Some people report being able to sense that a part is out, but having a hard time identifying what it is. Instead, they often show up to therapy as a specific part, making the therapy process a replication of their childhood and relationship dynamic.
For example, individuals who have drug addiction often show up to therapy in their teenage addict part; this part is so strong that they will continually argue, manipulate, defend, lie, and battle in therapy. It often creates havoc in treatment and is counterproductive to healing. This part often protects an incredibly shame based part that hides deep inside.
Individuals that show up to therapy in their sex/porn addict part sometimes argue, blame their spouse, and are in great denial. However, more often than not, they don't stay in that part as often as individuals with drug addiction. Instead, they quickly present a part that has tremendous amount of shame and despair, looking very fragile in their presentation.
When individuals have sex and drug addictions, the drug addict part often runs the show and calls the shots in treatment until they feel safe enough to let their guard down.
Partners of addicts often show up in various parts. Some show up as a checked out, numb part; others show up as a stoic, distrusting, and guarded part. While others show up as "go getters"; in control and over-compensating for the addict's indiscretions.
We also see this in youth (children and teens). Some will show up as a smaller version of themselves, while others have already formed an addict part or other protector part that keeps them from feeling further pain and shame.
It is essential that individuals explore and heal their parts so that they can operate from their functional, authentic selves in all aspects of their lives. This will improve one's relationship with their loved ones and create a sense of internal comfort. It is also important that both people in the couple-ship learn about their parts so they both are able to understand each other better.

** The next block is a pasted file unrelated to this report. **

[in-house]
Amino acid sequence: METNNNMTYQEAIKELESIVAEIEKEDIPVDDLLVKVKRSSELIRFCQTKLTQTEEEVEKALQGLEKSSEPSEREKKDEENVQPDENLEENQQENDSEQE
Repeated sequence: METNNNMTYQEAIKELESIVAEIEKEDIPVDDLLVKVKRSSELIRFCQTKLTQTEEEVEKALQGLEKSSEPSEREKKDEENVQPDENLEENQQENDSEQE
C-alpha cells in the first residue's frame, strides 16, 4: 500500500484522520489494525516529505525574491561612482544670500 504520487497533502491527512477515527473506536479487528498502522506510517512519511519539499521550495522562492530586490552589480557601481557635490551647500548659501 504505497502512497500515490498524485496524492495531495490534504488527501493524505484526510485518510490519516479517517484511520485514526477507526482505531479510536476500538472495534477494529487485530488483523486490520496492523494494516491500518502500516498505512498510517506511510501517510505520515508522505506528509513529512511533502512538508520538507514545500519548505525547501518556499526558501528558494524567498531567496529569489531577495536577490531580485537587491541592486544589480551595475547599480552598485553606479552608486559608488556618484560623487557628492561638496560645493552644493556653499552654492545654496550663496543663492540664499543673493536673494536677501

Here are some beginner tools to use when exploring parts:
- Do this work with a trained trauma expert who understands parts work
- Purchase a journal and Jay Early's book titled, Self Therapy (this does not replace therapy but will help you understand your parts)
- Identify Protector Parts and Exiles
Protector Parts: Explore in your journal the following questions designed for these bigger parts that live inside you:
What is it trying to protect you from? It's positive intent for you? How does it protect you from pain? How does it relate to others? What's it's role in helping you manage your life
Exile Parts: Explore in your journal the following questions designed for these smaller (younger parts) that live inside you:
What emotions does it feel? What pain does it carry? What is it afraid of? What negative beliefs does it have? What situations/relationships is it stuck in from childhood? What current situations trigger it? What protectors come out when it is triggered?
By learning about the various parts, both the adaptive and maladaptive ones that show up in your life each day, as well as how they interact inside of you, you will be able to take your recovery to a deeper level. In order to heal completely, we must heal ALL parts of ourselves, not just "the addict" or "the scared partner" parts.
*For more information on parts work or to schedule a consultation/therapy session, email Cari at firstname.lastname@example.org
As always, remember, you are SO worth it!
Candice Note: This blog references Jay Early's book Self Therapy, 2009).Photo by mariashriver.com